Business Lessons From 6 Startups That Pivoted to Success




  • — November 20, 2016

    “Famous pivot stories are often failures but you don’t need to fail before you pivot. All a pivot is is a change in strategy without a change in vision. Whenever entrepreneurs see a new way to achieve their vision – a way to be more successful – they have to remain nimble enough to take it.” says Silicon valley entrepreneur, Eric Ries


    A great idea is valuable. It’s becomes more so when you’ve grown your idea into your own business. That’s why it can sometimes be hard to let go of your original idea and change into something new.


    In a startup, pivoting can mean the difference between becoming a success or slowly fading away into nothingness. Although pivoting can be a challenging process, startups have an edge over established companies when it come to flexibility. Startups are hotbeds of change where new decisions and experiments are tried and dropped every day. Let’s take a look here at a few startups that have learnt along the way and applied this knowledge to their business, embracing change on their road to success.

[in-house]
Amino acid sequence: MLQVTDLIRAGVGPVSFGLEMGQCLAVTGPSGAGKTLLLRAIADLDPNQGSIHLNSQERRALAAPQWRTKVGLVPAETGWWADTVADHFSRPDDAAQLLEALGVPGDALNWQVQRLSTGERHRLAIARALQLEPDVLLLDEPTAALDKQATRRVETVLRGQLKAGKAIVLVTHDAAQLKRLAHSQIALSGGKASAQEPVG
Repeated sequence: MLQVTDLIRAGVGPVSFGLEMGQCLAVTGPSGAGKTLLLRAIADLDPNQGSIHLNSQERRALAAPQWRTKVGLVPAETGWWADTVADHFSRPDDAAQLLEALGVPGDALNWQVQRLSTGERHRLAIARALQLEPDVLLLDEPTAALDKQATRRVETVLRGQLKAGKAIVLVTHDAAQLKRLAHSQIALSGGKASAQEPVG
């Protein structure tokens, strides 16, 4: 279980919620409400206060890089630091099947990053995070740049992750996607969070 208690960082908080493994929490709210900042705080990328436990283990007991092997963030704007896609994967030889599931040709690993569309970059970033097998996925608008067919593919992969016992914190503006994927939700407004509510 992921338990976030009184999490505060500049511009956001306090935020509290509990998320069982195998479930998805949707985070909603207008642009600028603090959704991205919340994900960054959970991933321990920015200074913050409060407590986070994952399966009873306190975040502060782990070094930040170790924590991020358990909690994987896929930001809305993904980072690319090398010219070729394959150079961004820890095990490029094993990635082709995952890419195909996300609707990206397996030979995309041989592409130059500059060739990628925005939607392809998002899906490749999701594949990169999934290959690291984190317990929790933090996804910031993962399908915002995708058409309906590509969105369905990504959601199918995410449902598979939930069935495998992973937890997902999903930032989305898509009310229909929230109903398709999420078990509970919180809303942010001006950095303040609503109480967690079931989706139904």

Jet


    jet-business-lessons-from-startups-that-pivoted-to-success

    Source: Investors.com


    The product


    When Marc Lore launched the e-commerce startup Jet.com in 2015, he envisioned a company that would compete directly with bigwigs like Amazon and Walmart and offer the consumer highly competitive prices. Selling items at breakeven prices meant that the $ 50 annual membership fee would be the sole source of profit for the company.


    The failure


    The membership fee wasn’t an ideal plan with customers preferring to pay more for products rather than commit to an annual fee. The membership was isolating a large user base that Jet couldn’t afford to lose.


    The pivot